Saturday, December 25, 2010

Heathrow Shutdown = Christmas in London

So if you're my friend on Facebook, perhaps you saw this article about the recent failure on the part of the Heathrow International management to at all adequately prepare for even a mild winter storm. Basically, they didn't have enough snow plows to handle 5 inches (max) of snow nor enough de-icing fluid to clear the gates after they did eventually get one runway clear.

My flight back to LA was canceled on Saturday and then AGAIN on Sunday. Of course they kept our bags overnight on Saturday so I was forced to go back on Sunday anyway.
Also, the tube was closed, so affordable transportation back to civilization was not an option on Saturday at all, and was severely delayed on Sunday.

This is merely hundreds of the tens of thousands of people that were trapped at LHR

As a result of Air Canada not being able to re-book me until the 27th, I am spending Christmas in London, which is very bizarre experience. My fellow Americans in the flat and I keep making Vanilla Sky references. Everything is shut down, including ALL public transit. This is something, I have declared, that would never be tolerated in America ... at least not in New York or LA.

We're having a jolly Christmas drinking caucasians, "The Dude's" favorite, and being merry. Best wishes and holiday cheer to all of you out there. Or as Ivan Greene once put it, "SHOUT OUT TO ALL MY HUECO CAMPERS OUT THERE IN THE DESERT!"

Wednesday, December 08, 2010

Thursday, November 18, 2010

As I've mentioned previously, I see this guy's work all over Hackney. Apparently he goes by Stick. As creative as that name is, I still really like his stuff.

Wednesday, November 10, 2010


Today is my birthday! I'm a quarter century today ... not that that means anything, other than the fact that 25 is a cooler number than 24.

Last night Maya brought home this delicious cake.

And so the work day begins.

Saturday, October 23, 2010

Inspiration Post: Action Directe

Maybe I missed the boat by a year, but I just found this awesome, inspirational video of Rich Simpson on the world's most famous sport climb, Action Directe, in the Frankenjura, Germany. It's kind of long at 26 minutes, but worth the watch, and does a great job communicating the level of obsession we climbers tend go through with our personal projects.

Watch it at Chris Doyle's vimeo page here:

UPDATE: Apparently, many of Simpson's accomplishments have come under scrutiny lately.
He certainly looks strong enough to send in the Vid. I for one hope he sent. The video is super inspiring. We may never know the truth.

Some iconic images of the famous line:

Wolfgang Gullich

Rich Simpson

Gabriele Moroni

Adam Ondra

Killian Fishhuber

Monday, October 18, 2010

SIBL Round 1

Yesterday was the first round of the Southern Indoor Bouldering League (SIBL) competition series at the Mile End Climbing Wall, the local gym I've started to train at. I helped set for the comp two mornings last week and took photos during the day of. Spending the day at a friendly competition (mixed youth and adult open) reminded me of when I used to do JCCA/USCCA/USAC junior comps back in the day. Like back before you'd even HEARD of Daniel Woods. (I jest, but seriously.) Here are just a few snaps of the action.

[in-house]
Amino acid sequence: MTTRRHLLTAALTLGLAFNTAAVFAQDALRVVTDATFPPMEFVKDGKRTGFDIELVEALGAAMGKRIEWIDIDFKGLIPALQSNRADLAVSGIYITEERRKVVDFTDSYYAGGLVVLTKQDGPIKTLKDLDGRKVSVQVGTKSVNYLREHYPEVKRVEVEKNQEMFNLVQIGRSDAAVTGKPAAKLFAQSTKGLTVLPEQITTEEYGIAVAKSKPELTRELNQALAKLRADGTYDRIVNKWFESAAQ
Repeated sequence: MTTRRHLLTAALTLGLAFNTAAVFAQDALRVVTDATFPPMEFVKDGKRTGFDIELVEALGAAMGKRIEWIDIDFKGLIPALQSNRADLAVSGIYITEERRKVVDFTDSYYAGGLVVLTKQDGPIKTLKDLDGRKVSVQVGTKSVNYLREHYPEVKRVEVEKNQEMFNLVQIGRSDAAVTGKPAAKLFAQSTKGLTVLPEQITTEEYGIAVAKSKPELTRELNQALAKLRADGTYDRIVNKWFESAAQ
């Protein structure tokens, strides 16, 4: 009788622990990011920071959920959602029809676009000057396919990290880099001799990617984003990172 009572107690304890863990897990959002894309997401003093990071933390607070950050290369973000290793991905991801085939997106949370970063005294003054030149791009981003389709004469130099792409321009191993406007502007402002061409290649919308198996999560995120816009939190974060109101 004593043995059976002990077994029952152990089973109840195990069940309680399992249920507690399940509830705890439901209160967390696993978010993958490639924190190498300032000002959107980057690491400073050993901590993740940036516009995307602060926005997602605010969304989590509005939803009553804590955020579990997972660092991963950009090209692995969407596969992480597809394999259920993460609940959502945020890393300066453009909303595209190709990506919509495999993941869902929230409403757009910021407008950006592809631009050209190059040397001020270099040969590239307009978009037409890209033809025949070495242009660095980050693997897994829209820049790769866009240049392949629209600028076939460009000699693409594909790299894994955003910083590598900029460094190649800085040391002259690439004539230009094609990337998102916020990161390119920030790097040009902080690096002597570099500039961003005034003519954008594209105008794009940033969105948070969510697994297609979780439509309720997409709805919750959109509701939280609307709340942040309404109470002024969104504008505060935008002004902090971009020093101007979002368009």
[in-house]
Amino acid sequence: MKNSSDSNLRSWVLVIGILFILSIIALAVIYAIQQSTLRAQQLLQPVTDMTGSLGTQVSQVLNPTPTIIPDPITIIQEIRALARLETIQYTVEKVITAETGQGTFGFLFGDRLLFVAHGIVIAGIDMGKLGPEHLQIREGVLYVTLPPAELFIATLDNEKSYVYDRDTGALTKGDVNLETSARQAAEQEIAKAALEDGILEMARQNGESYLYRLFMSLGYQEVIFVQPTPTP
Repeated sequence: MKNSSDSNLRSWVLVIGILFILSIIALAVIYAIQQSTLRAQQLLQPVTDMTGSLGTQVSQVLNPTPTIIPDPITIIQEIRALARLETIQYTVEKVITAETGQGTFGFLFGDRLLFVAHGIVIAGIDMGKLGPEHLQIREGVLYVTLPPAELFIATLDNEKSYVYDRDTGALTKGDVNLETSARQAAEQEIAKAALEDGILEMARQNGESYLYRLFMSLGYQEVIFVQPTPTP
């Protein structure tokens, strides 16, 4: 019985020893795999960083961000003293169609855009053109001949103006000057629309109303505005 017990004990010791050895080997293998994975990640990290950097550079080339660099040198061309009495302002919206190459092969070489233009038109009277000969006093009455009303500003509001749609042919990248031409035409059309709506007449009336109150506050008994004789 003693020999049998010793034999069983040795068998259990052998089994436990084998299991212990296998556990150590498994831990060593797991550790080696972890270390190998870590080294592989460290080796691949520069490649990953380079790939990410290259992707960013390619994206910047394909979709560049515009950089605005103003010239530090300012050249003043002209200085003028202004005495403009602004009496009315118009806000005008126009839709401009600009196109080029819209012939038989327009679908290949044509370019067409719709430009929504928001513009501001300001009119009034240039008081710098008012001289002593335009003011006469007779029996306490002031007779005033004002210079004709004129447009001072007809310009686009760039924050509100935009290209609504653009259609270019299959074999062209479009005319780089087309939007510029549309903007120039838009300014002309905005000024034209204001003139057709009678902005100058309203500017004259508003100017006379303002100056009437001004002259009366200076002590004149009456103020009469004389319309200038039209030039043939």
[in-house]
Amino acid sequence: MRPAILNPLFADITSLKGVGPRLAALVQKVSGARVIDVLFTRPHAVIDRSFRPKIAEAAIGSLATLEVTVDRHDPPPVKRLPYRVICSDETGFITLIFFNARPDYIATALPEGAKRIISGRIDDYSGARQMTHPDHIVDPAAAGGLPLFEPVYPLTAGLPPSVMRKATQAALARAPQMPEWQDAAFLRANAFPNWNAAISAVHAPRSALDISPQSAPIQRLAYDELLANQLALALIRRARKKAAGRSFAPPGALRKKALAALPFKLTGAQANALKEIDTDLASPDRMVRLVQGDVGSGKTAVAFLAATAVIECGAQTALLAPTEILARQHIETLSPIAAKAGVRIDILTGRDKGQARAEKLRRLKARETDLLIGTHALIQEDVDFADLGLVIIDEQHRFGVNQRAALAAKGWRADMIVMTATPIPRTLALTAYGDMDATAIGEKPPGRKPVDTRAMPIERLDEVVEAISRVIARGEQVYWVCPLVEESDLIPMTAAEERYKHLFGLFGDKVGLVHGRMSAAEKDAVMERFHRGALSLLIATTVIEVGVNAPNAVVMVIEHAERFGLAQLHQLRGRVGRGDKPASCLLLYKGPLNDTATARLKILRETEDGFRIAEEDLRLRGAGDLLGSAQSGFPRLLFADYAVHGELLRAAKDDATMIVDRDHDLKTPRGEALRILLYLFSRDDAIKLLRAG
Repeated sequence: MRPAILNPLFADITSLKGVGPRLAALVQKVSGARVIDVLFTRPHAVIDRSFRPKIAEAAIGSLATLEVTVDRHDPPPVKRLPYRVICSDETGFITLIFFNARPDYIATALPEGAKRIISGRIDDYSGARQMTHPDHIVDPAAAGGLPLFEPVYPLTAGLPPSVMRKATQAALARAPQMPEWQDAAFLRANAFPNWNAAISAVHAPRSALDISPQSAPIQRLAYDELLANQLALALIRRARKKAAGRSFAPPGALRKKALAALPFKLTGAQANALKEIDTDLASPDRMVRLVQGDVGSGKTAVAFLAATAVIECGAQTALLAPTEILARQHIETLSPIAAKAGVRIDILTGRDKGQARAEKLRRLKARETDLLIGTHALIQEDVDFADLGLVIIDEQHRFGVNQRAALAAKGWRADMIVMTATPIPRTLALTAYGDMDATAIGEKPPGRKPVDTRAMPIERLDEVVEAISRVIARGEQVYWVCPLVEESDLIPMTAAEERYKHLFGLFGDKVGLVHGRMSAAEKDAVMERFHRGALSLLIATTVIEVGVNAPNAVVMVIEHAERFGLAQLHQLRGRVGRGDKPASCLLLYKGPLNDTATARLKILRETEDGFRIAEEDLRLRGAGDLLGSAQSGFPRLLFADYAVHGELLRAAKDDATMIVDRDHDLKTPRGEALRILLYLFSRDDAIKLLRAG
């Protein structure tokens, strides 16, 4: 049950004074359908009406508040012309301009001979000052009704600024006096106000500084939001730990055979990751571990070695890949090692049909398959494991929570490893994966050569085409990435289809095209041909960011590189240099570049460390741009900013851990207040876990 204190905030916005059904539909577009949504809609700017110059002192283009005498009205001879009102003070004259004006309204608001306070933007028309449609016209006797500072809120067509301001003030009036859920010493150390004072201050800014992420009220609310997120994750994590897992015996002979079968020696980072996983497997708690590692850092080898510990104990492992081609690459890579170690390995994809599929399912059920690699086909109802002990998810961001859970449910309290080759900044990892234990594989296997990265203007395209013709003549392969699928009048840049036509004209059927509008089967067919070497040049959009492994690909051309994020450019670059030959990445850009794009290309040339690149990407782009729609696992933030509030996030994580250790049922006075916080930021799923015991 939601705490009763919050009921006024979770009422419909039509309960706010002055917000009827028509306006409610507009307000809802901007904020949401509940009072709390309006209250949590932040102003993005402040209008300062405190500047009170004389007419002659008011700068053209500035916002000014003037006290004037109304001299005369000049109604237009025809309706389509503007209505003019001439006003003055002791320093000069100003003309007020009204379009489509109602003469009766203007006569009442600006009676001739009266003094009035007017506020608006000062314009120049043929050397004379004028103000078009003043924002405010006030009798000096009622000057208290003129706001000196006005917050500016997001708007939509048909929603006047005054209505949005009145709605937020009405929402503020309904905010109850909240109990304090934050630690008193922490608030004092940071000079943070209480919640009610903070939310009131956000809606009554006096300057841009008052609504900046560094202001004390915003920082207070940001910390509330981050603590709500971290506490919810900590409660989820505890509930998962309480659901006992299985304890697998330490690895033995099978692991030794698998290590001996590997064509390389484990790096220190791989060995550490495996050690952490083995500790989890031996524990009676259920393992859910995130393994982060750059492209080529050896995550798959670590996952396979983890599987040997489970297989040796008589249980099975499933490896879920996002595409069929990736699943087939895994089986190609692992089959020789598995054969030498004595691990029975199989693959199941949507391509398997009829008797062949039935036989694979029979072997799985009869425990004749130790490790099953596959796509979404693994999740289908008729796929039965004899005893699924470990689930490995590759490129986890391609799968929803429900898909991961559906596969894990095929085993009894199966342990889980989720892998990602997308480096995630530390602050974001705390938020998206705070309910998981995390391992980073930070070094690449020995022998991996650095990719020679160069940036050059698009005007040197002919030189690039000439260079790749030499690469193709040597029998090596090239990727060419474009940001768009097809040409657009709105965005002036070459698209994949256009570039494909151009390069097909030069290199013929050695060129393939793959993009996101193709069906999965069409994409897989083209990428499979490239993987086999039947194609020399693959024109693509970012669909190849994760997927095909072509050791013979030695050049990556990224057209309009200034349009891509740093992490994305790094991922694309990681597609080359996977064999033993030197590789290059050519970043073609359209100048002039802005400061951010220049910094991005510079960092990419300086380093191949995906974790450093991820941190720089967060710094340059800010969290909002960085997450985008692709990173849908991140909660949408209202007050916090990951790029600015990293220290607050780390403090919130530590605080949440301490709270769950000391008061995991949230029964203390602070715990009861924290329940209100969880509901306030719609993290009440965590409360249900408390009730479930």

Thursday, September 30, 2010

Things I Like About London: Mile End Climbing Wall

The other cool gym in my area is Mile End Climbing Wall.

Mile End is actually a not-for-profit, so it runs a little differently than most gyms I've visited. According to Alex, head route setter, it's THE place to train in London, so I'm psyched that he is able to have me on as a setter there. Maybe I can finally get/stay in shape.

The "Approach"

Tuesday, September 28, 2010

Some photos from the last week

Hyde Park

Jean Nouvel Serpentine Gallery Pavillion

Sunday, September 19, 2010


Yesterday I went climbing with Audrey, whom I mentioned in my post about The Castle, and Saoirse, another girl who works there, down on a little Island (I guess technically a peninsula due to the land bridge not much wider than the road that connects it to the mainland) on the southern coast of England. The area is called Portland, within the county of Dorset, which is where one finds, apparently, some of the best limestone in the UK.

Portland, Dorset

The drive from London was brutal. Due to good weather it seemed as if the entire city was getting out for one last nice summery weekend, but it was well worth the four hour drive.

We did a few moderates, culminating with a nice old school "high in the grade" 7a (5.11d) named "Strobolising Scyphostoma," that felt every bit of 5.12 to me.

All in all, I'd call it a perfect day.

The village, for context, as seen from the cliff top.

The hike in

Wild blackberries grow all along the hillside

Audrey onsighting "Buoys will be Buoys," 6b+

Me warming up on "No Man is an Island," 6c (5.11b)

Saoirse (pronounce Sersha) Harris on a 5.10 at Blacknor Far South

Beautiful limestone "flowstone" tufas

Monday, September 13, 2010

Things I like about London: The Castle Climbing Center

This morning I headed up to The Castle Climbing Center to check out the local training facility. The first really cool thing about The Castle is the building, which actually does look like an old castle. It's actually an old water pumping station (it's next to a reservoir)but has been a climbing gym for a while now. The other cool thing about The Castle is that they are working to be completely sustainable by 2012 ... but actually doing things to accomplish that goal.

The view from the bus stop

These photos don't really do the interior justice, as I was preoccupied chatting with Audrey, a fellow Team Evolvy who runs the gym, and getting in a short bouldering session.

In summary, The Castle is an awesome gym and I look forward to returning soon.